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Thread: Wrinkled backing

  1. #1
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    Wrinkled backing

    I'm always having trouble getting my backing fabric to stay wrinkle free. I have tried pinning the fabric down first, I've tried taping, clamping it to a board & I just can not get rid of the wrinkles after I Pin baste the sandwich together. I have tried repining it again after all pins are in but when I'm guilting all of the darn wrinkes are back again. I have more wrinkles in my project than an 80 year old person. Lol. Any suggestions will be most appreciated.

  2. #2
    Senior Member DeneK's Avatar
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    I have the same problem.... I simply cannot get a flat quilt sandwich. I have an older HandiQuiltler frame that I use with my Janome 1600P -- It won't do larger quilts though. The alternatives for me are QAYG or sending out to LAer.

  3. #3
    Super Member charsuewilson's Avatar
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    That's why I went to spray basting. Others here have suggested glue basting. I might try that sometime.

  4. #4
    Super Member gzuslivz's Avatar
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    I have two suggestions: First, I use spray adhesive. Tape down the backing, spray the backing and carefully spread the batting down. Then spray the batting and put down the top. Then I pin baste the whole thing and get started. The second idea I actually saw a demonstration video online. The woman uses 2 lengths of 2 x 4s. She wraps the backing around one, puts the batting down and puts down the top that is similarly wrapped around the board. She unwinds the backing, pulls down the batting and unrolls the top. She she thread bastes what she has done. She keeps repeating until finished. I'll bet that was clear as mud, but the video is very explanatory.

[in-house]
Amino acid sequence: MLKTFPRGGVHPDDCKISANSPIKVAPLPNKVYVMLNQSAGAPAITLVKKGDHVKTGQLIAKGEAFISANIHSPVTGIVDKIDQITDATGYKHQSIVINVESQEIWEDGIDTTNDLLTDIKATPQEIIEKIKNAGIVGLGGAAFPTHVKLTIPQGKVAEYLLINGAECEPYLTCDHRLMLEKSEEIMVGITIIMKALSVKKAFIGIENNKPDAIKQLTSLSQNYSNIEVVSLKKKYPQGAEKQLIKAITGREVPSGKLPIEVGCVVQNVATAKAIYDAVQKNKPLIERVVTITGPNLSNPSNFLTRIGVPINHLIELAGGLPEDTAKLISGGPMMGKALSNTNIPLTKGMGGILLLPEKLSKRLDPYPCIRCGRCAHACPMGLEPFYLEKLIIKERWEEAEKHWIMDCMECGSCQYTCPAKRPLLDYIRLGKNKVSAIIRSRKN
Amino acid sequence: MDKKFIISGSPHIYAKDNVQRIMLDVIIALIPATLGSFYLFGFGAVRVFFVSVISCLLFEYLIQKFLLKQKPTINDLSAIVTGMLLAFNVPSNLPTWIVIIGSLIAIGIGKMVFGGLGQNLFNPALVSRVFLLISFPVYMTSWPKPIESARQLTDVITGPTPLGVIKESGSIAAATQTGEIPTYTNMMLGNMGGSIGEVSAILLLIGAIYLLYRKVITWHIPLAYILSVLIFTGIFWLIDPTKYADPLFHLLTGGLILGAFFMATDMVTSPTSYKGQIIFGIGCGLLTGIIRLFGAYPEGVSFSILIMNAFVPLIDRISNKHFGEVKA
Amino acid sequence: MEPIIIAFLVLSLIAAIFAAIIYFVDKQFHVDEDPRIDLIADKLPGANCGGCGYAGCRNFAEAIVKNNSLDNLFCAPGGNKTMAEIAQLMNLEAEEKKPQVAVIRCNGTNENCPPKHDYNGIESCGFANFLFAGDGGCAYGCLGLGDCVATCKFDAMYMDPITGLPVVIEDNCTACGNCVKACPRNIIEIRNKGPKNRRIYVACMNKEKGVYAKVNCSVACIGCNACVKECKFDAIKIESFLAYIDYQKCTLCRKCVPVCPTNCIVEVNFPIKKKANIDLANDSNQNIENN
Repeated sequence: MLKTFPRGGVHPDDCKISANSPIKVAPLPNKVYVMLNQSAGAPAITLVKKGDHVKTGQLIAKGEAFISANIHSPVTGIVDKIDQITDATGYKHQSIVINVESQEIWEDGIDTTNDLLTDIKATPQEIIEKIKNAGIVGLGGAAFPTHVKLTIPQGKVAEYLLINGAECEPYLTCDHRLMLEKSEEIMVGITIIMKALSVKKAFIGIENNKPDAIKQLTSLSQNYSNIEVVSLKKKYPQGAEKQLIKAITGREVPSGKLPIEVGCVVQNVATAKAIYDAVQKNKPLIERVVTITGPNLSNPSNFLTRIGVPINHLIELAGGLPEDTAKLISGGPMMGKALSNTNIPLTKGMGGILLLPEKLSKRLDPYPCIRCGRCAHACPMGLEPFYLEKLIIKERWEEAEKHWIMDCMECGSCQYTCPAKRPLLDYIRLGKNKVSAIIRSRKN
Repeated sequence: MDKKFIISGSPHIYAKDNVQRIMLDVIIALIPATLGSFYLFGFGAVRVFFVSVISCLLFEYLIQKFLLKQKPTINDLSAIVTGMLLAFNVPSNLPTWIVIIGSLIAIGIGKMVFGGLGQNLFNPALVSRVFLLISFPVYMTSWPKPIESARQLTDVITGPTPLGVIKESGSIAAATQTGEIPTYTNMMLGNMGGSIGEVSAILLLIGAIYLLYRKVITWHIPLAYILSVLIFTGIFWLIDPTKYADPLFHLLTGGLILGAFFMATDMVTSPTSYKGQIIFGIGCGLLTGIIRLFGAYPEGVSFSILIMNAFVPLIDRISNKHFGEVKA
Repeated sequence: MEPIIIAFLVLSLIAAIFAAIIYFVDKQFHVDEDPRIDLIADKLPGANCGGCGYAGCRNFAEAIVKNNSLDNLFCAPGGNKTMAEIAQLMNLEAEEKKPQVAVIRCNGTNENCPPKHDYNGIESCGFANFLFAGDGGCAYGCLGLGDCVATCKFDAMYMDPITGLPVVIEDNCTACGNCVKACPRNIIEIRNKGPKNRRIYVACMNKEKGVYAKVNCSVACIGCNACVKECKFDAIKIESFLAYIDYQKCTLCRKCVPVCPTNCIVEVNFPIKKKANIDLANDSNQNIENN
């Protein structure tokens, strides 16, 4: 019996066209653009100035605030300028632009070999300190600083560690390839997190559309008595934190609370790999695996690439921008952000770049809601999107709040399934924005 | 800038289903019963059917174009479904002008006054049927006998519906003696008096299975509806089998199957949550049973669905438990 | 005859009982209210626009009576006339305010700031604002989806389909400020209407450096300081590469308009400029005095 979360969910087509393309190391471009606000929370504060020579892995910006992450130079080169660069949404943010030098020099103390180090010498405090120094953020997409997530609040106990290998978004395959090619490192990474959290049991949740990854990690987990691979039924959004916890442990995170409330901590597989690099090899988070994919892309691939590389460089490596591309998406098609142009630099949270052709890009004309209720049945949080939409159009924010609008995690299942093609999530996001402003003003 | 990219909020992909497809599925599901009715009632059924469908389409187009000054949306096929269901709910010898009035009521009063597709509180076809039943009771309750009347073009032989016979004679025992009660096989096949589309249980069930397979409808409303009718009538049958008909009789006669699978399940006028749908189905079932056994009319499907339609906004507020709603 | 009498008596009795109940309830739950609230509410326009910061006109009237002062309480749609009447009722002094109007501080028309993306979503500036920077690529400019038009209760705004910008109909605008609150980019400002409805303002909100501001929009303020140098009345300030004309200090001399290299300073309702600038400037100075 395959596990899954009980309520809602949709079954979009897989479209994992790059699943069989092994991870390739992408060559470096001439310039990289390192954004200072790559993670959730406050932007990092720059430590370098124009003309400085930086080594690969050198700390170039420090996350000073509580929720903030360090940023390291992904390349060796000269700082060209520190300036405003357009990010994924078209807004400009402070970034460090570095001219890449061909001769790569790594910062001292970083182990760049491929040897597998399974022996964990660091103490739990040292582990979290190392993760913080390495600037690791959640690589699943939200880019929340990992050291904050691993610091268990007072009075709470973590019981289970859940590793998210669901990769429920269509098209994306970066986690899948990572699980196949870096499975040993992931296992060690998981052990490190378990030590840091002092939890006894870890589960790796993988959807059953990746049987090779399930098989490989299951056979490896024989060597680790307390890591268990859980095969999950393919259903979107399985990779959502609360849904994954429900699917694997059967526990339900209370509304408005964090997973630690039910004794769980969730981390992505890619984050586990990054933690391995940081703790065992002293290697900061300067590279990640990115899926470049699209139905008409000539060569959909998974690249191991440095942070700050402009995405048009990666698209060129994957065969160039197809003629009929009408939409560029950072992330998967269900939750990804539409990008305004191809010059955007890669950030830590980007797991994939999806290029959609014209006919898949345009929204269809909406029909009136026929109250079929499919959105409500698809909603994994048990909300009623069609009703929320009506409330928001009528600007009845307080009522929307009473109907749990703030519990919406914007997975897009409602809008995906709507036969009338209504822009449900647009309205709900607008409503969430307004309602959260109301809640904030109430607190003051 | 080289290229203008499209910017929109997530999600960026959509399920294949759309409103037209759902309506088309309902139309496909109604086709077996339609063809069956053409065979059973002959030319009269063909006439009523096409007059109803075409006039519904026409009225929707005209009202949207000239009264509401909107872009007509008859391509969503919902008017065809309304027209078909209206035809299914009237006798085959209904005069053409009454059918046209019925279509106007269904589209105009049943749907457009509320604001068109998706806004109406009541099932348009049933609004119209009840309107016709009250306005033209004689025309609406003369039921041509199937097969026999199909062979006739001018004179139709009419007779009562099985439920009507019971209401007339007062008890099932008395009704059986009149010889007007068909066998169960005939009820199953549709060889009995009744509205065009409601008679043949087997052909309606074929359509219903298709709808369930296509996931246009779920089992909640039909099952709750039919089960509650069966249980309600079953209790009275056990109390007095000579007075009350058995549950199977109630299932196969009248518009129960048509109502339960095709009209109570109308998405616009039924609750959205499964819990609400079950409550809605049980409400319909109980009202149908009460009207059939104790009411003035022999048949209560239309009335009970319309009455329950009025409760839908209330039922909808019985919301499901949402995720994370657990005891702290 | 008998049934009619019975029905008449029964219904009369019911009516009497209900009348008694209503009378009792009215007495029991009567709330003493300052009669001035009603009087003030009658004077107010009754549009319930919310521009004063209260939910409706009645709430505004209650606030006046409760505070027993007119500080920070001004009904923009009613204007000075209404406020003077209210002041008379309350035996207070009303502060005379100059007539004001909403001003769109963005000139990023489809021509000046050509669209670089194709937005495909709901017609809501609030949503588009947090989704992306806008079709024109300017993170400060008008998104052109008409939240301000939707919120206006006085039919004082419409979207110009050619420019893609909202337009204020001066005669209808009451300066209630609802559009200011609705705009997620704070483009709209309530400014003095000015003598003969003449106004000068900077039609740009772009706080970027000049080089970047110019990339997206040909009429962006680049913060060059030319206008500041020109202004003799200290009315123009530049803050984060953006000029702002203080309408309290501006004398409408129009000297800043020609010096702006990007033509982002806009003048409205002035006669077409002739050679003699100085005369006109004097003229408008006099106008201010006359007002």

Faith is not about everything turning out OK; Faith is about being OK no matter how things turn out.
    Renee

  5. #5
    Super Member Prism99's Avatar
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    Try heavily starching the backing. I use a 1:1 solution of Sta-Flo liquid laundry starch and water, "paint" this solution on using a large wall painting brush, wait a couple of minutes for the solution to penetrate the fibers, toss in the dryer, then iron with steam. I do this to the yardage before sewing into a backing, but you can also do it on the completed backing. Starch stabilizes the fabric so it is harder for it to fold over on itself.

    Also, spray basting is easier than pin basting and allows you to peel off and re-position part of the quilt to get rid of a wrinkle. The only basting spray I recommend, though, is 505 and you do need a well-ventilated area to work (outside on a non-windy day works well).

  6. #6
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    I've used Hobbs 80/20 fusible quilt batt and 505 spray and both work well without wrinkles for me. I am going to try the Elmer's washable school glue basting next since hearing all the successful posts on QB.

  7. #7
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    When life gives you scraps, make a quilt.

  8. #8
    Senior Member humbird's Avatar
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    "Thread Basting My Quilt Sandwich for FMQ" by "azwendyg" In the tutorial section here on this board. This is a great tute for basting. Best I have seen.

  9. #9
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    Spray baste and washable glue both work well. I think the suggestion to starch was a great one too.

  10. #10
    Super Member gale's Avatar
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    I've tried the board method and didn't have a lot of luck with it. I think because I don't really have a wide enough space.

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